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Publication numberUS7785076 B2
Publication typeGrant
Application numberUS 11/215,582
Publication dateAug 31, 2010
Filing dateAug 30, 2005
Priority dateAug 30, 2005
Fee statusPaid
Also published asEP1919846A2, US20070048144, WO2007094753A2, WO2007094753A3
Publication number11215582, 215582, US 7785076 B2, US 7785076B2, US-B2-7785076, US7785076 B2, US7785076B2
InventorsJay Morrison, Andrew Szweda
Original AssigneeSiemens Energy, Inc.
Export CitationBiBTeX, EndNote, RefMan
External Links: USPTO, USPTO Assignment, Espacenet
Refractory component with ceramic matrix composite skeleton
US 7785076 B2
Abstract
Aspects of the invention relate to a construction system and method for components in high temperature environments, such as the hot gas path components of a turbine engine. Such a component can include a skeleton and a coating. The skeleton can be formed by a plurality of interconnected frame members, which can give the component its general shape. The frame members can be made of ceramic matrix composite. A coating can be provided around at least a portion of the skeleton. Preferably, the coating is a refractory material, such as refractory ceramic. Examples of turbine engine components that can be constructed according to aspects of the invention are airfoils with or without platforms, blade rings, combustor tiles and heat shields. A component according to aspects of the invention can be made using low cost fabrication and construction methods.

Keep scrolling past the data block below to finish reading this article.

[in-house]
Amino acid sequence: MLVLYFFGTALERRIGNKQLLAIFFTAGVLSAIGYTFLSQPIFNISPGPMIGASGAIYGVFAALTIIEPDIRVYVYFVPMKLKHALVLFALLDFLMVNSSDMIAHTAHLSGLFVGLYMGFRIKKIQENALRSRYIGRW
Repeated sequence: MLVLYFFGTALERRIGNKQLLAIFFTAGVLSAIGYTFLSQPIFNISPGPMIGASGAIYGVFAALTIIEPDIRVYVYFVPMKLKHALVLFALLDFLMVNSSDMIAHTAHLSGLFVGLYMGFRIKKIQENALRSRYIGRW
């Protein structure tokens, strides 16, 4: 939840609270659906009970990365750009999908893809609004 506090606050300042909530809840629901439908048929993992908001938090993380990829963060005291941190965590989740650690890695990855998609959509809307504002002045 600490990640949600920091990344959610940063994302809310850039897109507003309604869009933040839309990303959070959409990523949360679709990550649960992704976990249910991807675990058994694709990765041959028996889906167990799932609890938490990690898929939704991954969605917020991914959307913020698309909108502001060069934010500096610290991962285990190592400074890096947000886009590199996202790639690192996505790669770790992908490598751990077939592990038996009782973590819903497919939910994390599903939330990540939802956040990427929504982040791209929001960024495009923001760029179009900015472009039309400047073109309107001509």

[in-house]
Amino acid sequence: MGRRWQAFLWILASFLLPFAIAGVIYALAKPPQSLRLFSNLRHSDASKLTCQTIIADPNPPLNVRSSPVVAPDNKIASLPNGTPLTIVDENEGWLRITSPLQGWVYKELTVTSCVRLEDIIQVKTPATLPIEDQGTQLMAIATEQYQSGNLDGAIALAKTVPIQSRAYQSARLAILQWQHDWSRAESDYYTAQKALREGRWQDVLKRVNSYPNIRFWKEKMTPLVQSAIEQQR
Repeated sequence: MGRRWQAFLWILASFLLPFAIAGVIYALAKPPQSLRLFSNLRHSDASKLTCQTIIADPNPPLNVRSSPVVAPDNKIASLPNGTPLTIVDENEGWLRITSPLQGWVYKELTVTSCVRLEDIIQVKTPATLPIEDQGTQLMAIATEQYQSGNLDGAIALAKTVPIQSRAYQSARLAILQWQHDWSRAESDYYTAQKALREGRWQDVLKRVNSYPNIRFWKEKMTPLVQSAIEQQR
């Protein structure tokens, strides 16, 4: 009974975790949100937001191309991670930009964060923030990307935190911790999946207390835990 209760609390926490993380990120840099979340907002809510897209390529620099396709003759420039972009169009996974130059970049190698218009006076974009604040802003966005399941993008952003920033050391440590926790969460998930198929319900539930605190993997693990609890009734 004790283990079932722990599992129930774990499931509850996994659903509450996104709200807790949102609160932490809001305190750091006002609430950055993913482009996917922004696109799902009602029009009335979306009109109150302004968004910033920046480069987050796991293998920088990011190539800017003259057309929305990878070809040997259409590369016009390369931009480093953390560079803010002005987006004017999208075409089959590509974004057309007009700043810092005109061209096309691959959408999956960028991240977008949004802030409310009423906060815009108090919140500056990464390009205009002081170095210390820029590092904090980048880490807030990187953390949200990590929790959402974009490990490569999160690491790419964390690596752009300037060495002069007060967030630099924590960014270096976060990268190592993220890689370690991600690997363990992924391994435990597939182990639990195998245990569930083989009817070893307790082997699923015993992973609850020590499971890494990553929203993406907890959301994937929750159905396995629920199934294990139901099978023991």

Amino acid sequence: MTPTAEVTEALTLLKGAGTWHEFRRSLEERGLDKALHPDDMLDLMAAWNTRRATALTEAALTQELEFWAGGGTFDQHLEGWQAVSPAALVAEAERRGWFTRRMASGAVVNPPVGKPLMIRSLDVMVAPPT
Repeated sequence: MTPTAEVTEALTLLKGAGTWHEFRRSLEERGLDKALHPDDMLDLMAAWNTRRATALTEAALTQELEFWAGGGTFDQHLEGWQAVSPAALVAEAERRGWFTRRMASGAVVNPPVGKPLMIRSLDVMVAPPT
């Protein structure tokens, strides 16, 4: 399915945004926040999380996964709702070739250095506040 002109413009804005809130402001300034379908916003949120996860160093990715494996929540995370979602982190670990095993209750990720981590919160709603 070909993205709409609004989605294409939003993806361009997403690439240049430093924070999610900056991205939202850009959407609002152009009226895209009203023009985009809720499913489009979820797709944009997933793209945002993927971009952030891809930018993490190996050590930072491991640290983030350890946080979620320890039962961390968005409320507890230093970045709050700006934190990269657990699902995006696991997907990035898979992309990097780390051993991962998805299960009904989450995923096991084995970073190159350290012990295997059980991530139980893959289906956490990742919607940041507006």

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Claims(18)
1. A component comprising:
a skeleton formed by a plurality of interconnected ceramic matrix composite frame members, whereby the skeleton defines the general shape of the component and provides structural support; and
a refractory coating provided around at least a portion of the skeleton, wherein a portion of the coating engages at least a portion of the skeleton, whereby the refractory ceramic coating defines at least a part of an outer surface of the component,
wherein the component has an associated volume, wherein the skeleton makes up less than about 50 percent of the volume of the component.
2. The component of claim 1 wherein the component is one of a combustor tile and a heat shield.
3. The component of claim 1 wherein the ceramic matrix composite is an oxide-based ceramic matrix composite.
4. The component of claim 1 wherein a plurality of frame members includes a first group of frame members extending substantially in a first direction and a second group of frame members extending substantially in at least one direction transverse to the first group of frame members.
5. The component of claim 1 wherein at least one of the frame members includes a cutout for receiving a portion of another frame member, whereby the frame members are interconnected.
6. The component of claim 1 wherein at least one of the frame members is interconnected to at least one other frame member by a connector.
7. The component of claim 1 wherein the refractory coating is ceramic.
8. An airfoil comprising:
an airfoil-shaped skeleton formed by a plurality of interconnected ceramic matrix composite frame members including a plurality of radial frame members interconnected with a plurality of transverse frame members; and